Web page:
Friday, April 17, 2009

Non-Violence in Palestine: Timing and Intentions

A Good Piece
By Ramzy Baroud
Palestine Chronicle

".....For decades, the Palestinian struggle for freedom was largely a non-violent movement. With occasional pockets of armed resistance, Palestinians in the occupied territories employed methods of general strikes, demonstrations and the like to express their demands and desires to finally live in freedom. And yet these were the years where Palestinians saw that great majority of their homeland swallowed up into what is now the State of Israel. Land was stolen with no recompense to its owners, prisons burst at the seams with prisoners who never received a trial, houses demolished by the hundreds, entire orchards of olive and fruit trees ransacked and burned. All this was carried out in the confines of an “Intifada-free” society. So, it might be suggested that Palestinians gave non-violent resistance more than a fair shot.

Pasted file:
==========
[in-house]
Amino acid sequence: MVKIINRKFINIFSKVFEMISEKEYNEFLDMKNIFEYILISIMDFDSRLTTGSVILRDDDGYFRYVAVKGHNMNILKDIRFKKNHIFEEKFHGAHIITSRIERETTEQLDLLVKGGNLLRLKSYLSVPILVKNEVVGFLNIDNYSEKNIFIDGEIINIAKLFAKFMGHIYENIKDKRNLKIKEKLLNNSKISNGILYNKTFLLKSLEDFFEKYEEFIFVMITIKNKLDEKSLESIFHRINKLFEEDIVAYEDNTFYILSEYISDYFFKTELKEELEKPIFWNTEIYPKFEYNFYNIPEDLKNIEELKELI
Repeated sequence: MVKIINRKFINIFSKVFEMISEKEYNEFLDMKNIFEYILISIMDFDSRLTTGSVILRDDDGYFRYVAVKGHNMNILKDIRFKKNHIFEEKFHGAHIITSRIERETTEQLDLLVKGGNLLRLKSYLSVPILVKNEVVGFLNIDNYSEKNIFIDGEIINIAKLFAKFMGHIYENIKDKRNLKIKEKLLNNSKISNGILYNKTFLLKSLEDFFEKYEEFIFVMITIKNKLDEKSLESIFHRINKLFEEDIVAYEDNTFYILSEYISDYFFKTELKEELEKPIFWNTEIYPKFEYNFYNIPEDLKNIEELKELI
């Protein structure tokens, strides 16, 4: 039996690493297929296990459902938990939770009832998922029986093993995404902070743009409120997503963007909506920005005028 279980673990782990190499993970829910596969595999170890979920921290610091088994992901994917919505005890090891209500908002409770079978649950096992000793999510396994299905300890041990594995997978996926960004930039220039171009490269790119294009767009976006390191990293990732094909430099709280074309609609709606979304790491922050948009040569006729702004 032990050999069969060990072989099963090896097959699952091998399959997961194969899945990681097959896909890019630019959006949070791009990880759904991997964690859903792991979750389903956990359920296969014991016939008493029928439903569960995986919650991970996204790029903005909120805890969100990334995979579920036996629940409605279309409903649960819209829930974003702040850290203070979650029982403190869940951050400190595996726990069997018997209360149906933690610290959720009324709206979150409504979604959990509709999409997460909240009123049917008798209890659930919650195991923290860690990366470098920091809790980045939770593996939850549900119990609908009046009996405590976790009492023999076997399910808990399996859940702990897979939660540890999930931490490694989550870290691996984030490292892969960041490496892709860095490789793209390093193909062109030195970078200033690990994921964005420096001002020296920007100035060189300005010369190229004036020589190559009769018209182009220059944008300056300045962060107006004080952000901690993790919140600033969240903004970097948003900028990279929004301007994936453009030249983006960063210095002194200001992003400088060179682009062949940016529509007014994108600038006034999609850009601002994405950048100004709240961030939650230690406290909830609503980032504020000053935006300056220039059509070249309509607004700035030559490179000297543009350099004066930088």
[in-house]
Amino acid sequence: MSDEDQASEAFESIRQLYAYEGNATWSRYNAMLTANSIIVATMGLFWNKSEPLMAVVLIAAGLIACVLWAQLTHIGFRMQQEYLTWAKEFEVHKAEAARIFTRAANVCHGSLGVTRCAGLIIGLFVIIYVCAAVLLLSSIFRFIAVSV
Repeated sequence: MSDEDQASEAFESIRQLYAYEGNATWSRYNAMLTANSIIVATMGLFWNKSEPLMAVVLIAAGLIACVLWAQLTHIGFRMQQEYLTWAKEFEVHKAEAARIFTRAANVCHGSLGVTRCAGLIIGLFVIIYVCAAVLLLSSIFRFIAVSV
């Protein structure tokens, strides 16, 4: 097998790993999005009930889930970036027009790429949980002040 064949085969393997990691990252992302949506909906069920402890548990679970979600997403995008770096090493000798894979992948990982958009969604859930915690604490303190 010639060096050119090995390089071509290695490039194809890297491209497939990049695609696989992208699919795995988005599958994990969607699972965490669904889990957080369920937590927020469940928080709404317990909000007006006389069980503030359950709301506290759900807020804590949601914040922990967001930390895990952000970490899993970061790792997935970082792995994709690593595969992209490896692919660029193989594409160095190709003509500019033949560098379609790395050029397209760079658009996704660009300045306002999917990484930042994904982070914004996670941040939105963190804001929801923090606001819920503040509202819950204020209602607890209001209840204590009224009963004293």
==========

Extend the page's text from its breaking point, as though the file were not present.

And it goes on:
It seems that there is an ongoing trend among many in the “establishment” to celebrate those broken and oppressed refugees who in spite of more than sixty years of bondage call for non-violence or passive resistance. While the intention is in itself honorable, one must question the timing......

Amidst the grief and rage that followed, Belgium found it fitting to nominate one sorrow-stricken doctor and father of three lovely daughters from Gaza, the Nobel Prize, in recognition of his efforts to promote peace between Palestinians and Israelis......

In the midst of this mess, where is the call for Israel to embrace non-violence? Would the media and the world community press the Israelis to embrace non-violence, had they endured such atrocities such as those witnessed in Gaza?......

Just why does the UNDP find it fitting to highlight a survey that concludes that most Palestinian youth find violence “unhelpful” at such a time? And why does the world renown a man who calls for reconciliation, a term that somehow suggests a conflict between people of equal standing, while his daughters rest in fresh graves? Some may suggest that non-violent resistance in such situations is the embodiment of the dignified struggle.

Others might call it surrender."

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